First, Luciana is so dedicated to the idea of keep the colonia’s faith intact, she won’t let Alejandro admit that the bite he suffered is going to kill him. Despite knowing that Marco and his gang were coming for them, she’s intent to continue staying behind, because, hey guys, Mexico be poor and stuff, and nobody there ever had a home before, right? Yeah, terrible bit of writing, and then when finally convinced to leave with Nick and the rest of the people, she proceeds to show how comforting and heart-warming this moment is supposed to be by carrying a young girl. And then kissing said young girl on the cheek. Yes, sure, that is a nice moment, except that the girl, like everyone else in the colonia, was smeared with zombie blood so that they could escape through the mass of walkers around. Good thing that apparently there’s no way to spread the more immediate infection through getting blood in your mouth, right?
Strand actually makes a good point to Madison when she’s struggling over what is going to happen to Travis. She’s making it clear that she needs to go along with, and Strand points out that he already abandoned her once. Of course, he doesn’t push the issue too hard, but there’s a moment where he could actually end up keeping Madison and Alicia inside the secure hotel, instead of once again scrambling for shelter with a man who is clearly a little unhinged, even if it is understandably so. However, at the end of the episode, when there’s suddenly a cabal of people trying to get rid of Travis the old fashioned way (why was Hector suddenly best buds with the people who wanted to kill him just a couple episodes ago?) Strand helps get the family out to a van. And then he stays behind. If this is just a way to write Strand off of the show, it’s a fairly weak way to do so. Staying at the hotel is pretty much a death sentence for Strand, especially now that the gates have been destroyed. I’m going to hold out hope that he somehow knows Daniel survived at Celia’s compound, and the two are going to join forces and be badass all across Mexico on a show that we’ll never get to see.
Alicia has had a strong dedication to her mother, but she has a moment where she can stand strong and be on her own two feet. Especially given how she’s already seen Madison throw caution to the wind, Alicia very well could, and maybe should, have decided that Travis broke the rules (whether he knew them or not was debatable), and she wasn’t going to abandon safety just to stay with him. But no, she’s going, and she punctuates that decision by stabbing Andreas. This whole turn of events, one that could have been mitigated through conversation or at least with just the one guilty party being punished, forced the family to leave in the middle of the night, which is clearly the safest time to be traversing unknown territory.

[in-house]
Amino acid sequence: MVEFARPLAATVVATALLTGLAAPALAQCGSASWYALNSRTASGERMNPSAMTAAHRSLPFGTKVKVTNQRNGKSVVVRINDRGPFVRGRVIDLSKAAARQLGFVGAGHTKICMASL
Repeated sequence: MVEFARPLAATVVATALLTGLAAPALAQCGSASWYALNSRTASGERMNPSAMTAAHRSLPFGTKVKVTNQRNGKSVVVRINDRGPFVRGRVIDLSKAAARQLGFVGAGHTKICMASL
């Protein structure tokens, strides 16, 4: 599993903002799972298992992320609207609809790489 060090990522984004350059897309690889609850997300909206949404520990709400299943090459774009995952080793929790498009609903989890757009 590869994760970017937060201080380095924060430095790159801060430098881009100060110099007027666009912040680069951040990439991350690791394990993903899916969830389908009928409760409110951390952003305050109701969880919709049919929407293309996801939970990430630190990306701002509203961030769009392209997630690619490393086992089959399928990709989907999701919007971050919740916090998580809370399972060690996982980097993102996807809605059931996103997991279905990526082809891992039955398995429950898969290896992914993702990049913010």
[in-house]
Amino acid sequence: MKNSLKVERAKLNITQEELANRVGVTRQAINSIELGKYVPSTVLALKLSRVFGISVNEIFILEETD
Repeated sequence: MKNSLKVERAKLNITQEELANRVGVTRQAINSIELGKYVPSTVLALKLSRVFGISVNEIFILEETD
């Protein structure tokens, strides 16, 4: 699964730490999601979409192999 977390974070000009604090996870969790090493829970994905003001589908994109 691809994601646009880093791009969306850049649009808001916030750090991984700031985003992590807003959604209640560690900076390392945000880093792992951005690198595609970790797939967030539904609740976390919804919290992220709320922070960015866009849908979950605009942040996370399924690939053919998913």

First off, Marco somehow never really knew where the colonia was, despite the fact that Luciana and the runners always approached from the same direction, and had to return pushing overloaded grocery carts. Secondly, apparently he needed to interrogate Francisco, but never thought to check his wallet for a home address (let’s just ignore that the home address would not have been this random shanty town built quickly as a cobbled-together home for survivors, since the show certainly did), only eventually getting the urge to send his own troops out to scout after Nick upset him. And finally, for a guy who is supposedly smart enough to amass a group under his command, he doesn’t notice an obvious trap when he walks into it? Sure, he wanted to believe that the people of the colonia simply abandoned the place, but even if they had, why would he assume that the empty area would be completely safe. Marco walked his squad in, and is directly responsible for the death that followed, because he got too confident and way too cocky.
Ultimately, the biggest driving force behind everything Madison does, and by extension everything that those clinging to Madison do, is all for Nick. It’s been the case every since before the apocalypse hit, as Madison was willing to sacrifice all on the hope that her drug-addicted son would come back to her whole. In just the last few episodes, we’ve seen Madison ignore that Nick turned his back on her completely, and she jeopardized the hotel by flicking the lights on, off of a passing description she heard that could have been him. Alicia called her out on it, but that moment doesn’t matter any more, because hey, now that they’ve been kicked out, Madison is going back on her wild Nick chase. First, El Pelicano, where she finds Marco and his gang gone (because they took everyone and everything, instead of sending a smaller crew to confirm, right?) but Francisco’s wallet with home address still intact. Then she pushes the group to the colonia, only to discover that they’re too late there, and almost get themselves caught in the same trap that took down Marco. Of course, had she actually stuck by her own rules originally, things wouldn’t have gotten to the situation they did, since Travis clearly broke them. But hey, we’re stuck with this family being the central forces of the show, and heaven forbid we actually spend a little time with them spending any time whatsoever rebuilding their strength, enjoying safety. Good thing everyone reunited at the end of the episode… Oh, wait.
That does it for the second full season of Fear the Walking Dead. We’ve got a few weeks to rest and relax, because The Walking Dead doesn’t come back until October 23. Enjoy this time away, and get ready to say goodbye to one of our favorites, because Lucille has come calling.